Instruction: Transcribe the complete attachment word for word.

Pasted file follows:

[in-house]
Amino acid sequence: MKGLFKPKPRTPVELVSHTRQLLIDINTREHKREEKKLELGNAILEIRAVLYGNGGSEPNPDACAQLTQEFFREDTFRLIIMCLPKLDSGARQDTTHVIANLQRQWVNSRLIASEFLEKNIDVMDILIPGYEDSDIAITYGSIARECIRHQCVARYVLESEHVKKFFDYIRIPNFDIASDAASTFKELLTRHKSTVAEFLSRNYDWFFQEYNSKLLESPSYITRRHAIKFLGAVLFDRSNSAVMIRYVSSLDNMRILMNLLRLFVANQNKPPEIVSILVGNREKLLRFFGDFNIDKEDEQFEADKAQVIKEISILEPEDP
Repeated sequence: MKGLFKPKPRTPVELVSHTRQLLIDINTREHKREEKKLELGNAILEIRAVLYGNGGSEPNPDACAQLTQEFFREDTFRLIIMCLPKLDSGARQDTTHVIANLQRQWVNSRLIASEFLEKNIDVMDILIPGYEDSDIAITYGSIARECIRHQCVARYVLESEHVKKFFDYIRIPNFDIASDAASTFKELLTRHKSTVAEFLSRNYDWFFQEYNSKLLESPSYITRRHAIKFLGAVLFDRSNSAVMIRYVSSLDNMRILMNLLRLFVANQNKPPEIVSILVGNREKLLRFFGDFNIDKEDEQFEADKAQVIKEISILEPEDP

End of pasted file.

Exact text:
[in-house]
Amino acid sequence: MKGLFKPKPRTPVELVSHTRQLLIDINTREHKREEKKLELGNAILEIRAVLYGNGGSEPNPDACAQLTQEFFREDTFRLIIMCLPKLDSGARQDTTHVIANLQRQWVNSRLIASEFLEKNIDVMDILIPGYEDSDIAITYGSIARECIRHQCVARYVLESEHVKKFFDYIRIPNFDIASDAASTFKELLTRHKSTVAEFLSRNYDWFFQEYNSKLLESPSYITRRHAIKFLGAVLFDRSNSAVMIRYVSSLDNMRILMNLLRLFVANQNKPPEIVSILVGNREKLLRFFGDFNIDKEDEQFEADKAQVIKEISILEPEDP
Repeated sequence: MKGLFKPKPRTPVELVSHTRQLLIDINTREHKREEKKLELGNAILEIRAVLYGNGGSEPNPDACAQLTQEFFREDTFRLIIMCLPKLDSGARQDTTHVIANLQRQWVNSRLIASEFLEKNIDVMDILIPGYEDSDIAITYGSIARECIRHQCVARYVLESEHVKKFFDYIRIPNFDIASDAASTFKELLTRHKSTVAEFLSRNYDWFFQEYNSKLLESPSYITRRHAIKFLGAVLFDRSNSAVMIRYVSSLDNMRILMNLLRLFVANQNKPPEIVSILVGNREKLLRFFGDFNIDKEDEQFEADKAQVIKEISILEPEDP